When it comes to the fortunes and misfortunes of people, things such as natural gifts of appearance, athleticism, intelligence, musical talent, etc. play a role. Added to the mix is that the really lucky ones are born into stable, educated families with financial security. Then, those who are unlucky, no matter what their relative talents, are born into broken families living in low-income neighborhoods with inferior educational opportunities.
Being unmarried is one of the highest risk factors for poverty. Marriage remains the best arrangement for children and a two-income producing family is good for the grown-ups and children alike. Splitting expenses between unmarried people isn’t the same, because the tiny economy of emotional commitment between partners weathers the good and bad times.
We live in a society that for many different reasons devalues the institution of marriage, but rebuilding a culture that encourages marriage as a part of the strategy in the fight on the War on Poverty should be encouraged. According to James Rosen, Fox News, consequences on family structures, earnings potential and government spending have played out since the 1960’s. In 1964, only 11 percent of American families with children were headed by a single parent. By 2012, that figure rose to 35 percent.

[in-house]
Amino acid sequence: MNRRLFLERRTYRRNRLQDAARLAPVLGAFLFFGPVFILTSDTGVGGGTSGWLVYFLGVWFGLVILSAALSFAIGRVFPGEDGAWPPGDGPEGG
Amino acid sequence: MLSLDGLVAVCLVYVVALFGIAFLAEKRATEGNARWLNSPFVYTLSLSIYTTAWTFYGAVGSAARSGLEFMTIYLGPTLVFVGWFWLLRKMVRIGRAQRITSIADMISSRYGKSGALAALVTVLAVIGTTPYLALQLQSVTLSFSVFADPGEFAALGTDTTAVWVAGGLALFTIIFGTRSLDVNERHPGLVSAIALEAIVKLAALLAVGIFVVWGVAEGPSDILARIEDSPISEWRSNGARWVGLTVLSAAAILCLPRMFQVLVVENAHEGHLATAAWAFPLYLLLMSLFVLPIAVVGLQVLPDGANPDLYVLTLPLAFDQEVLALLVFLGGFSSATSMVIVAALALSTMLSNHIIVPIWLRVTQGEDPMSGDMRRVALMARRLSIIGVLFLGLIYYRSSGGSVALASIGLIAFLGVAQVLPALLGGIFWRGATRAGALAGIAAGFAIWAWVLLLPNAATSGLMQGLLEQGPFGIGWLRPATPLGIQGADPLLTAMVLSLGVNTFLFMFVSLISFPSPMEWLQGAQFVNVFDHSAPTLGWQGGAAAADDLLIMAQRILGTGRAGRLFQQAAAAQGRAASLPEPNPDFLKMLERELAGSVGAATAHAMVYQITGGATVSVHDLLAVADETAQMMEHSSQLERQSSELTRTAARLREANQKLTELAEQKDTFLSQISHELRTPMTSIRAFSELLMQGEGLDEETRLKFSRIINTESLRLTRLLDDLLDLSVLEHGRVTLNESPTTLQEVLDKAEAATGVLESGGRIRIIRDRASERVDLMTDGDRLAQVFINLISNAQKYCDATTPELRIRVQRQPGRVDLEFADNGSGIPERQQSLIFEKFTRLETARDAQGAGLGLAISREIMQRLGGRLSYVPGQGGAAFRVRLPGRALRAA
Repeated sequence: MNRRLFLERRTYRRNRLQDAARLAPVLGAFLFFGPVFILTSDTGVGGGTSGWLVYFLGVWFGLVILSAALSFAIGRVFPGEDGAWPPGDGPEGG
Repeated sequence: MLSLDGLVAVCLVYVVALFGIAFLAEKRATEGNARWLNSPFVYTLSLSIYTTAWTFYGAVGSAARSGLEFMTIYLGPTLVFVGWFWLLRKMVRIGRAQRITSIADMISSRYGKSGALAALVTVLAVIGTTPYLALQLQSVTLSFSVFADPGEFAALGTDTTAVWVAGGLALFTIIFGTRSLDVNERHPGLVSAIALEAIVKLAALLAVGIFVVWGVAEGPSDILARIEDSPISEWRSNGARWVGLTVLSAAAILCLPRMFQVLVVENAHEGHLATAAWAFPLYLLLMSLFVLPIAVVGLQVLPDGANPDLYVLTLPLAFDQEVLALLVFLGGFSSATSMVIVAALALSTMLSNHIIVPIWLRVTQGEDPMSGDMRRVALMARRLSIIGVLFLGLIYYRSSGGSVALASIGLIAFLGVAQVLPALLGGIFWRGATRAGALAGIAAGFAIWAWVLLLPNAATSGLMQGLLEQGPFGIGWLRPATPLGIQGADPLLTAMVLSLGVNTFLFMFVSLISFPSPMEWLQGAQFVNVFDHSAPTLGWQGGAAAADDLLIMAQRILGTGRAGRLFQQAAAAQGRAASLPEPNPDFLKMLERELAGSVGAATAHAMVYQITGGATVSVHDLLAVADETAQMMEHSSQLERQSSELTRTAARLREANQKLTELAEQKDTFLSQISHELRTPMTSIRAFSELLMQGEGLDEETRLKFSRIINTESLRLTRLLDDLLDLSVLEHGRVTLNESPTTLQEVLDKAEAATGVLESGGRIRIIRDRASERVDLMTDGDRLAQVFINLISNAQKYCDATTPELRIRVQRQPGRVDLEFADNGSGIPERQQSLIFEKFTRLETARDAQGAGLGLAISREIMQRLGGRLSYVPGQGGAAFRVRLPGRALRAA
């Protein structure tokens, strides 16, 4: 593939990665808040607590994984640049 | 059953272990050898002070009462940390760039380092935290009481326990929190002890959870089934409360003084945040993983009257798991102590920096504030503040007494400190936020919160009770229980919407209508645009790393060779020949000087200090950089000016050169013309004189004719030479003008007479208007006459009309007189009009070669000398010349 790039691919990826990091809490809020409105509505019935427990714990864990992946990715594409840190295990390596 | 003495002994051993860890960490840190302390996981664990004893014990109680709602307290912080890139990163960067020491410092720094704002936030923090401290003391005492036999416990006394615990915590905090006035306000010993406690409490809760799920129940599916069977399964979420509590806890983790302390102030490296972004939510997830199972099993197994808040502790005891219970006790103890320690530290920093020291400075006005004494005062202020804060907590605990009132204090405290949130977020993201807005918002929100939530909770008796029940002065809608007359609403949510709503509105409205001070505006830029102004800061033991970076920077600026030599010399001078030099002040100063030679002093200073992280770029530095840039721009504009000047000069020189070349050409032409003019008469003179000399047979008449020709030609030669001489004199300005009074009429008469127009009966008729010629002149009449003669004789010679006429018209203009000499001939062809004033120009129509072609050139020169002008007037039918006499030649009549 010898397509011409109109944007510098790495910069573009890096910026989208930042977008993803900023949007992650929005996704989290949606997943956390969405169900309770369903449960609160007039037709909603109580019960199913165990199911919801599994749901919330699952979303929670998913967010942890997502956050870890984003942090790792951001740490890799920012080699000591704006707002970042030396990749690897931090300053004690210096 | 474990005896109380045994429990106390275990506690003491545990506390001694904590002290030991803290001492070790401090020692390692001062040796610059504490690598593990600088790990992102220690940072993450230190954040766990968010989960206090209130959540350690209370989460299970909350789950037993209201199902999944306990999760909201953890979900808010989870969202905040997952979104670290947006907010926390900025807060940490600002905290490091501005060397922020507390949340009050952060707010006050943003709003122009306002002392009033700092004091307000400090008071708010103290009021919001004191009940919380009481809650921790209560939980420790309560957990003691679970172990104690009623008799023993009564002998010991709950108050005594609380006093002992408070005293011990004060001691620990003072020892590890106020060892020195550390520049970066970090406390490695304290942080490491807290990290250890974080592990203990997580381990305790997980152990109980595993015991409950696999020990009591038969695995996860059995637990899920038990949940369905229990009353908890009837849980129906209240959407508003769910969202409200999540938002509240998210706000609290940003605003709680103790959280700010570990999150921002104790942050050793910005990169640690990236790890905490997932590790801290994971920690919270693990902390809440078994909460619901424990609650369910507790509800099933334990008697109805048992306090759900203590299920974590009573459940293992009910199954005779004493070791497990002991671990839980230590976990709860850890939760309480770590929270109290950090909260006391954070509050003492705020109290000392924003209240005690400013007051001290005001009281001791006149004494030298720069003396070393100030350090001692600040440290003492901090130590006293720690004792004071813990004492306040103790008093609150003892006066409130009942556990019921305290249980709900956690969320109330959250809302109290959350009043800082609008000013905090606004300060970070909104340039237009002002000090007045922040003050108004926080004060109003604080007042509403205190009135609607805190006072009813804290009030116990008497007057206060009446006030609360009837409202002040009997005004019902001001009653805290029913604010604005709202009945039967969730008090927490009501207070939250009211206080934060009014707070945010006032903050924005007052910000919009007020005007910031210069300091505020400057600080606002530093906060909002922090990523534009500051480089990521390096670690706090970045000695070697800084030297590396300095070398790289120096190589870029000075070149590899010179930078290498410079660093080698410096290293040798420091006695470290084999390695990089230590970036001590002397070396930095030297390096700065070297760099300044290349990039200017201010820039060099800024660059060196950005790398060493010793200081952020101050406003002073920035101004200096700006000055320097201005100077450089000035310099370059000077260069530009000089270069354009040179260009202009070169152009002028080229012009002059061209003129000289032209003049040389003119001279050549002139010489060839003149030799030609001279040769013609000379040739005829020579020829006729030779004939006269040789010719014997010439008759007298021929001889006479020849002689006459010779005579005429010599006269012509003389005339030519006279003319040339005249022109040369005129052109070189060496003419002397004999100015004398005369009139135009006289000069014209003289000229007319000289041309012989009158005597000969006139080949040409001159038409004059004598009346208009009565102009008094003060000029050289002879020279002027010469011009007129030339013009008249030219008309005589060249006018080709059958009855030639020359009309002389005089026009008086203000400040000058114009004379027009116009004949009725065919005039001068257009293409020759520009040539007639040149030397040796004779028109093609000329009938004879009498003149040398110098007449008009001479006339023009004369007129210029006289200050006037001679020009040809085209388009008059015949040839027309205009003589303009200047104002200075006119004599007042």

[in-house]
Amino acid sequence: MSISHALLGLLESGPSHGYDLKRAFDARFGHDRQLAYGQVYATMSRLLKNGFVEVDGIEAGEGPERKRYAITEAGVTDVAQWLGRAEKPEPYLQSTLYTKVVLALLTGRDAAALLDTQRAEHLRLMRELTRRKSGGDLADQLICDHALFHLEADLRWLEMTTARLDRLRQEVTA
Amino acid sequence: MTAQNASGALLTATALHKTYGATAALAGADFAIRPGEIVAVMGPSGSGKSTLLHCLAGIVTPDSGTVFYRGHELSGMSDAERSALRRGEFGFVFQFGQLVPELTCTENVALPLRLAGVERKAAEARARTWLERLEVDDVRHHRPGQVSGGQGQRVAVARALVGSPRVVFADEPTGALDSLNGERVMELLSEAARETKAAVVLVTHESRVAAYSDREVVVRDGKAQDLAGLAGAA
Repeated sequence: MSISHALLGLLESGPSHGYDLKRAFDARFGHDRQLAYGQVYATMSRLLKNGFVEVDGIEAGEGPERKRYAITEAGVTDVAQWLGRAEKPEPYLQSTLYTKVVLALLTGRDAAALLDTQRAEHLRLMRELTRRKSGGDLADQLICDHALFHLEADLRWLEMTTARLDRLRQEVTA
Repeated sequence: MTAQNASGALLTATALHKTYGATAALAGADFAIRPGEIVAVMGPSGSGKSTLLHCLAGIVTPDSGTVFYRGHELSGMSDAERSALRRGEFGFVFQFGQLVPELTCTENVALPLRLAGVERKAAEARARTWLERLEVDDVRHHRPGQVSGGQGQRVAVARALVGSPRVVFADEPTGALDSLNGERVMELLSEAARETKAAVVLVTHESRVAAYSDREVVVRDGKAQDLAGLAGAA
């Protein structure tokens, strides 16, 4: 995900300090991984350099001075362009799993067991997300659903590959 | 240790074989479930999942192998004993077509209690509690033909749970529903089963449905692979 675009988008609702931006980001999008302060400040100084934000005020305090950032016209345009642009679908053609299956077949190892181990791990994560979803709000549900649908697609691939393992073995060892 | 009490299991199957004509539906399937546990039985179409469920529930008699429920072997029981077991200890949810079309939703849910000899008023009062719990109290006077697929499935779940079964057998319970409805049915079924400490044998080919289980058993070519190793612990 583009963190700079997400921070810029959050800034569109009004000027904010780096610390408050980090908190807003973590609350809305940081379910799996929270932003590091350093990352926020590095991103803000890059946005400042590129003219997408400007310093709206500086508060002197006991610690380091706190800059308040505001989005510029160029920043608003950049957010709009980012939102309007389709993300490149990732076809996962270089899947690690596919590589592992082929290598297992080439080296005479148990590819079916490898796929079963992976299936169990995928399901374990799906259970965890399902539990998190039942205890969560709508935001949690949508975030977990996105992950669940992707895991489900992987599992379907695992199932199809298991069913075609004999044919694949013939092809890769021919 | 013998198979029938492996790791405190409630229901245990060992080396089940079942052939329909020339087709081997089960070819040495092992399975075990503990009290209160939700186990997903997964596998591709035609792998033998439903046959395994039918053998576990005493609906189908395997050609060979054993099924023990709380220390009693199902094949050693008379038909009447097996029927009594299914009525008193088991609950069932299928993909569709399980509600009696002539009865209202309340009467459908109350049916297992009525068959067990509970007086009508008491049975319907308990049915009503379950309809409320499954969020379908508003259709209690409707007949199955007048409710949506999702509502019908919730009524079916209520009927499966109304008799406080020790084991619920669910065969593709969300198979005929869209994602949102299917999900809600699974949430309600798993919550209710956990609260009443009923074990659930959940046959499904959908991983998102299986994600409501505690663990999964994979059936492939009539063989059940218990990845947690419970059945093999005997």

Marriage will not cure all ills, but it’s a step in modifying the “luck of the draw” phenomenon in fighting the War on Poverty-sometimes the old becomes new.
At Stange Law Firm, PC, we uphold marriage as one of the finest institutions to support family and children. However, today’s family has changed and sometimes relationships do not last forever for whatever reasons. If you are facing a family law issue, such as divorce or legal separation, Stange Law Firm can help.
Source: The Washington Post, To defeat poverty, look to marriage, Kathleen Parker
War on Poverty-50 years, By James Rosen, Fox News